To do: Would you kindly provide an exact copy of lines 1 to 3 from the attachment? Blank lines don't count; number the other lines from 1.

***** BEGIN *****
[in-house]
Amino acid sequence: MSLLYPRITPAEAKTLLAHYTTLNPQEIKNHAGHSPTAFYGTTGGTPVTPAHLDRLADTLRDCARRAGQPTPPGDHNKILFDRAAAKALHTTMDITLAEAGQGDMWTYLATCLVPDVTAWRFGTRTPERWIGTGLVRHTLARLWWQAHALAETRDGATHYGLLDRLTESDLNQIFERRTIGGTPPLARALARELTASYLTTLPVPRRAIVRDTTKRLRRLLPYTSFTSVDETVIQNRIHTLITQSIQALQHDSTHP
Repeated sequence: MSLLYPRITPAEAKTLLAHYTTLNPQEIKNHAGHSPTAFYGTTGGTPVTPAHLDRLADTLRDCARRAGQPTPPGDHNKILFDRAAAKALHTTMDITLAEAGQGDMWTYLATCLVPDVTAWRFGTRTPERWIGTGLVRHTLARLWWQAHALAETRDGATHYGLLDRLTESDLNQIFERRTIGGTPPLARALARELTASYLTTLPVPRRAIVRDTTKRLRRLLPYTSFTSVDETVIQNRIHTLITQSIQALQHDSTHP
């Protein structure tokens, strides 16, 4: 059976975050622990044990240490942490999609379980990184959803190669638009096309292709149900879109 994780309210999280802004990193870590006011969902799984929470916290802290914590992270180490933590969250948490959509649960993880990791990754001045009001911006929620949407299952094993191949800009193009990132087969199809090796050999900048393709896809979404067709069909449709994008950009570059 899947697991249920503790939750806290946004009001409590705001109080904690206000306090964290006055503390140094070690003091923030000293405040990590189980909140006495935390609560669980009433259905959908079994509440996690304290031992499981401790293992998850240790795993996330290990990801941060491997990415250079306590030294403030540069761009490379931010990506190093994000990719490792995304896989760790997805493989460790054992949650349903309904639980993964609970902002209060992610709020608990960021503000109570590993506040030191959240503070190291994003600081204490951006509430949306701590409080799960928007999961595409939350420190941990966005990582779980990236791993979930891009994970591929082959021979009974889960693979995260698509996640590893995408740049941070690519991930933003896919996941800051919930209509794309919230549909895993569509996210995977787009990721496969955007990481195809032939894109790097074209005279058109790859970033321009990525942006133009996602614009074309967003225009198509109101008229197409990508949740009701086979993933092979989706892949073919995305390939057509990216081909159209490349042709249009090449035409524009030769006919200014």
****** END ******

[in-house]
Amino acid sequence: MSLLYPRITPAEAKTLLAHYTTLNPQEIKNHAGHSPTAFYGTTGGTPVTPAHLDRLADTLRDCARRAGQPTPPGDHNKILFDRAAAKALHTTMDITLAEAGQGDMWTYLATCLVPDVTAWRFGTRTPERWIGTGLVRHTLARLWWQAHALAETRDGATHYGLLDRLTESDLNQIFERRTIGGTPPLARALARELTASYLTTLPVPRRAIVRDTTKRLRRLLPYTSFTSVDETVIQNRIHTLITQSIQALQHDSTHP
Repeated sequence: MSLLYPRITPAEAKTLLAHYTTLNPQEIKNHAGHSPTAFYGTTGGTPVTPAHLDRLADTLRDCARRAGQPTPPGDHNKILFDRAAAKALHTTMDITLAEAGQGDMWTYLATCLVPDVTAWRFGTRTPERWIGTGLVRHTLARLWWQAHALAETRDGATHYGLLDRLTESDLNQIFERRTIGGTPPLARALARELTASYLTTLPVPRRAIVRDTTKRLRRLLPYTSFTSVDETVIQNRIHTLITQSIQALQHDSTHP